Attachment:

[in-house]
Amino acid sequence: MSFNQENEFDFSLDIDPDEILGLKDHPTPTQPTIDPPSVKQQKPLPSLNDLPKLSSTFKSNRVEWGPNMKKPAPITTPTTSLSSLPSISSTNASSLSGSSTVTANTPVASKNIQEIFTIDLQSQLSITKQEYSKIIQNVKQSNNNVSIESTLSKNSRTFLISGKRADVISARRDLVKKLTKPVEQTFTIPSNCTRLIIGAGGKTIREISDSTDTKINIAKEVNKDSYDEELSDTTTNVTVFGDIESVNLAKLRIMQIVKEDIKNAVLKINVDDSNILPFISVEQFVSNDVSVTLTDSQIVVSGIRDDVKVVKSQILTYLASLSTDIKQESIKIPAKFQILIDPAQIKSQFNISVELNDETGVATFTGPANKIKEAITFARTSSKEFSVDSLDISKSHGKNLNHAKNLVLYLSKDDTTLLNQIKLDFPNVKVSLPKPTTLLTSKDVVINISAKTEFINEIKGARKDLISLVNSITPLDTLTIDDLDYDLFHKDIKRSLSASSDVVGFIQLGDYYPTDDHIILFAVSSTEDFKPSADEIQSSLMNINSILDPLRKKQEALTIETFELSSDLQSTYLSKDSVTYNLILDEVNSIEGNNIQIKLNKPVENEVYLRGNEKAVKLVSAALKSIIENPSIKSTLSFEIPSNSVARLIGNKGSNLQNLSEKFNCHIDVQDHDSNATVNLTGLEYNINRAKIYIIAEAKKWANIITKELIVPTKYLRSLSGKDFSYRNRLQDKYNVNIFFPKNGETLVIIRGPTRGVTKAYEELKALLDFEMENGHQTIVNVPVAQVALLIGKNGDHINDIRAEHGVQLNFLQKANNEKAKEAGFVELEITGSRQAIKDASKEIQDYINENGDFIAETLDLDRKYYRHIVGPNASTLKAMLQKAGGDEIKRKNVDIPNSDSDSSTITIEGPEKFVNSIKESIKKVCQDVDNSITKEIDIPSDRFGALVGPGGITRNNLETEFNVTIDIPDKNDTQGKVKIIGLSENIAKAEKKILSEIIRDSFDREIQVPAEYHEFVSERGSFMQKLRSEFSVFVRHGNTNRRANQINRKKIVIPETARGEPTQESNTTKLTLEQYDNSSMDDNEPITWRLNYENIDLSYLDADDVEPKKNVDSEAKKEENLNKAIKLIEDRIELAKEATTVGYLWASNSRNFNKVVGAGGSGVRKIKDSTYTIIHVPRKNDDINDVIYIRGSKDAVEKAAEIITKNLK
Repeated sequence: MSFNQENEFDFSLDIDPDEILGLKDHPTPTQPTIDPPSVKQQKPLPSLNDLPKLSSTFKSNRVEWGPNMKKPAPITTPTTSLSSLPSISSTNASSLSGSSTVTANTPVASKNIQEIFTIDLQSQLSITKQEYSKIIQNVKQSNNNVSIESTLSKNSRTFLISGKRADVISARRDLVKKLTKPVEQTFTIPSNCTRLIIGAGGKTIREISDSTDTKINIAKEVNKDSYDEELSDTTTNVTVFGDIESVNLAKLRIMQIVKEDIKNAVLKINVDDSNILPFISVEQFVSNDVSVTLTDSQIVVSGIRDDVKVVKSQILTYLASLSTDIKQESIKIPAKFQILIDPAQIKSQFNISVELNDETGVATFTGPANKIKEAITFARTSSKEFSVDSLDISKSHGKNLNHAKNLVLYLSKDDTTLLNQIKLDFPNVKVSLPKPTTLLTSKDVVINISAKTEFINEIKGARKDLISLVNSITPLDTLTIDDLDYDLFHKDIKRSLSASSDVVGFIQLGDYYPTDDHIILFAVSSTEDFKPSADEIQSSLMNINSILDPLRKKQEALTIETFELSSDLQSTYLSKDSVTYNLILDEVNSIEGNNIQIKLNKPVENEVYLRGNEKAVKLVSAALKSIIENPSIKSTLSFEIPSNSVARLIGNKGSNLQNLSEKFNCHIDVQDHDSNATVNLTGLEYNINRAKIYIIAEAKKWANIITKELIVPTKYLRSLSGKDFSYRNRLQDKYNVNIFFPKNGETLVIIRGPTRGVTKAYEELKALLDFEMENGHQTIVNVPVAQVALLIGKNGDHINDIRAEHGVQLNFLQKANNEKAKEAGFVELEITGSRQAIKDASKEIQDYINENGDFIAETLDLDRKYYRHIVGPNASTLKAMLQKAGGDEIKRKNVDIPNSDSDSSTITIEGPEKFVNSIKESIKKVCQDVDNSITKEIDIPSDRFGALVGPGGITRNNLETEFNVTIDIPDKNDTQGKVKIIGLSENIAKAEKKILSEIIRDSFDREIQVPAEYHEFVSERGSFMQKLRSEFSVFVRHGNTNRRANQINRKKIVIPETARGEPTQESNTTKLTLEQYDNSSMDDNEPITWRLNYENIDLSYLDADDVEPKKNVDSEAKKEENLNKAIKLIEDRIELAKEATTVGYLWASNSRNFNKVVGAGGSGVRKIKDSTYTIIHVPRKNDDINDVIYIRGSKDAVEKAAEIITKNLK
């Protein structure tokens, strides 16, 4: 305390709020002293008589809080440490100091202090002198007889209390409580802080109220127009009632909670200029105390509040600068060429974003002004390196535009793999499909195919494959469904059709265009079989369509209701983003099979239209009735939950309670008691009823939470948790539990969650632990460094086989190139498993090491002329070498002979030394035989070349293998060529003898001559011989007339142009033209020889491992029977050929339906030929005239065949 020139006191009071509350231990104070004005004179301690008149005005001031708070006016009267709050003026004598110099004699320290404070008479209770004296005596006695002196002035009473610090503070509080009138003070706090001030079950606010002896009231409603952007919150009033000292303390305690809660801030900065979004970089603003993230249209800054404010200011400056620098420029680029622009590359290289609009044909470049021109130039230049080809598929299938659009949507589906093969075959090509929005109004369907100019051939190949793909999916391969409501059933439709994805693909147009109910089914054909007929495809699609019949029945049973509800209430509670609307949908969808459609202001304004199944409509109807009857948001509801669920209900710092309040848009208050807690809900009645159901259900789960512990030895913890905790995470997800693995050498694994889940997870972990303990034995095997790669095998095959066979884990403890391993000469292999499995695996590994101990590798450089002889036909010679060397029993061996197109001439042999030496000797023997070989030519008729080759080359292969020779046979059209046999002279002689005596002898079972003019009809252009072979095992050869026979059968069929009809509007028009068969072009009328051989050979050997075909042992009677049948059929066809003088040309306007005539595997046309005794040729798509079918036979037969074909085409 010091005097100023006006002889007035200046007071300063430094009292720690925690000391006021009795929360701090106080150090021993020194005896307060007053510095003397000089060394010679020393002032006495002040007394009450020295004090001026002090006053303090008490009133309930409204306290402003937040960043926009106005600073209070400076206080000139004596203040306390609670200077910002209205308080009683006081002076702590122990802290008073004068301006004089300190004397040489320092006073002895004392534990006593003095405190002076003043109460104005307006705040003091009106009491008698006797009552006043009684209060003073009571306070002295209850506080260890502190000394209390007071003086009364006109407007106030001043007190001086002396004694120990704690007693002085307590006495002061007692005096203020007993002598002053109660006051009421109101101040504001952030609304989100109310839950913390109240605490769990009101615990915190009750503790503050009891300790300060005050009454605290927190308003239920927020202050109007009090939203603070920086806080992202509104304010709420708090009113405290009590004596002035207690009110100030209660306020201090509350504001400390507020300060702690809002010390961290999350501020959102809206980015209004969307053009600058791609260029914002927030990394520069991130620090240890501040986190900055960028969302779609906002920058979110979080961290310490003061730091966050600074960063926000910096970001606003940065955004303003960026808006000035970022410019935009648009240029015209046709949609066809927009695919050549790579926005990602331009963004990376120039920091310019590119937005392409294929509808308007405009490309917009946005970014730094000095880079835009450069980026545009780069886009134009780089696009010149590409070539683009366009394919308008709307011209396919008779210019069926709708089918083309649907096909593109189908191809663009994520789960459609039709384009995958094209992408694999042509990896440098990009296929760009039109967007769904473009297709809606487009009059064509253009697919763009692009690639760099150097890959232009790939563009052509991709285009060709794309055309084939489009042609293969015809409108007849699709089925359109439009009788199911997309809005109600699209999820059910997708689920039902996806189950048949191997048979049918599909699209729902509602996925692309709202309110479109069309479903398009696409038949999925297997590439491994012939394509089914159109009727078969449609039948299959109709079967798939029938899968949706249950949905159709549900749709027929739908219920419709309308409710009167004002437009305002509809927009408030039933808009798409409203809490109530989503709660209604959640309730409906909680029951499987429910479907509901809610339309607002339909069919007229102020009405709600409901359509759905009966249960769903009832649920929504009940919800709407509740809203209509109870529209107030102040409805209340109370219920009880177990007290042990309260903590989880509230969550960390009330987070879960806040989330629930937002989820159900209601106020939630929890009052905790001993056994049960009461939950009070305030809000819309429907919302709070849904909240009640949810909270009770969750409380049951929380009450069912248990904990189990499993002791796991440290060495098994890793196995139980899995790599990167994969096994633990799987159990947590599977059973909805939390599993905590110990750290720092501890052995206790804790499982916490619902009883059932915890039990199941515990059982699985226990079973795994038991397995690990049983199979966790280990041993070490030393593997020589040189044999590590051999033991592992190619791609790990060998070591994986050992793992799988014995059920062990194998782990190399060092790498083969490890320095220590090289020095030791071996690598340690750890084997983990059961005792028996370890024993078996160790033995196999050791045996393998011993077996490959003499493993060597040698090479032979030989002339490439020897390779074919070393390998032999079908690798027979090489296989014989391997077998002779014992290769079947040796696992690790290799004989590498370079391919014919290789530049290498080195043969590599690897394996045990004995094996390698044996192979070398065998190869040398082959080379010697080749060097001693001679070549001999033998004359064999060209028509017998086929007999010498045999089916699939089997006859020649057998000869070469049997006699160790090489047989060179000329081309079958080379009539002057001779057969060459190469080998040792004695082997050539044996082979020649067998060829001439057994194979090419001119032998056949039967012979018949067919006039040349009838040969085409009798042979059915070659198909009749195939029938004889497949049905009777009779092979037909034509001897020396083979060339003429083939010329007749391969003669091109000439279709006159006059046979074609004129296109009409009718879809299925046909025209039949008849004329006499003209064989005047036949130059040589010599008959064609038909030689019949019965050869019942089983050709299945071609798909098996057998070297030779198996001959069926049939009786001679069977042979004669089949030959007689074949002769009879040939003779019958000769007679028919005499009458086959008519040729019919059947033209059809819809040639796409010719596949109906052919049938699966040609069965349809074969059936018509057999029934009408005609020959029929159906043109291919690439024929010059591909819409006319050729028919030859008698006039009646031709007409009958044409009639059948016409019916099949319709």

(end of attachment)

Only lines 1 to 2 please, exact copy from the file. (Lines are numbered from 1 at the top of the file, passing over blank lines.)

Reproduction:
[in-house]
Amino acid sequence: MSFNQENEFDFSLDIDPDEILGLKDHPTPTQPTIDPPSVKQQKPLPSLNDLPKLSSTFKSNRVEWGPNMKKPAPITTPTTSLSSLPSISSTNASSLSGSSTVTANTPVASKNIQEIFTIDLQSQLSITKQEYSKIIQNVKQSNNNVSIESTLSKNSRTFLISGKRADVISARRDLVKKLTKPVEQTFTIPSNCTRLIIGAGGKTIREISDSTDTKINIAKEVNKDSYDEELSDTTTNVTVFGDIESVNLAKLRIMQIVKEDIKNAVLKINVDDSNILPFISVEQFVSNDVSVTLTDSQIVVSGIRDDVKVVKSQILTYLASLSTDIKQESIKIPAKFQILIDPAQIKSQFNISVELNDETGVATFTGPANKIKEAITFARTSSKEFSVDSLDISKSHGKNLNHAKNLVLYLSKDDTTLLNQIKLDFPNVKVSLPKPTTLLTSKDVVINISAKTEFINEIKGARKDLISLVNSITPLDTLTIDDLDYDLFHKDIKRSLSASSDVVGFIQLGDYYPTDDHIILFAVSSTEDFKPSADEIQSSLMNINSILDPLRKKQEALTIETFELSSDLQSTYLSKDSVTYNLILDEVNSIEGNNIQIKLNKPVENEVYLRGNEKAVKLVSAALKSIIENPSIKSTLSFEIPSNSVARLIGNKGSNLQNLSEKFNCHIDVQDHDSNATVNLTGLEYNINRAKIYIIAEAKKWANIITKELIVPTKYLRSLSGKDFSYRNRLQDKYNVNIFFPKNGETLVIIRGPTRGVTKAYEELKALLDFEMENGHQTIVNVPVAQVALLIGKNGDHINDIRAEHGVQLNFLQKANNEKAKEAGFVELEITGSRQAIKDASKEIQDYINENGDFIAETLDLDRKYYRHIVGPNASTLKAMLQKAGGDEIKRKNVDIPNSDSDSSTITIEGPEKFVNSIKESIKKVCQDVDNSITKEIDIPSDRFGALVGPGGITRNNLETEFNVTIDIPDKNDTQGKVKIIGLSENIAKAEKKILSEIIRDSFDREIQVPAEYHEFVSERGSFMQKLRSEFSVFVRHGNTNRRANQINRKKIVIPETARGEPTQESNTTKLTLEQYDNSSMDDNEPITWRLNYENIDLSYLDADDVEPKKNVDSEAKKEENLNKAIKLIEDRIELAKEATTVGYLWASNSRNFNKVVGAGGSGVRKIKDSTYTIIHVPRKNDDINDVIYIRGSKDAVEKAAEIITKNLK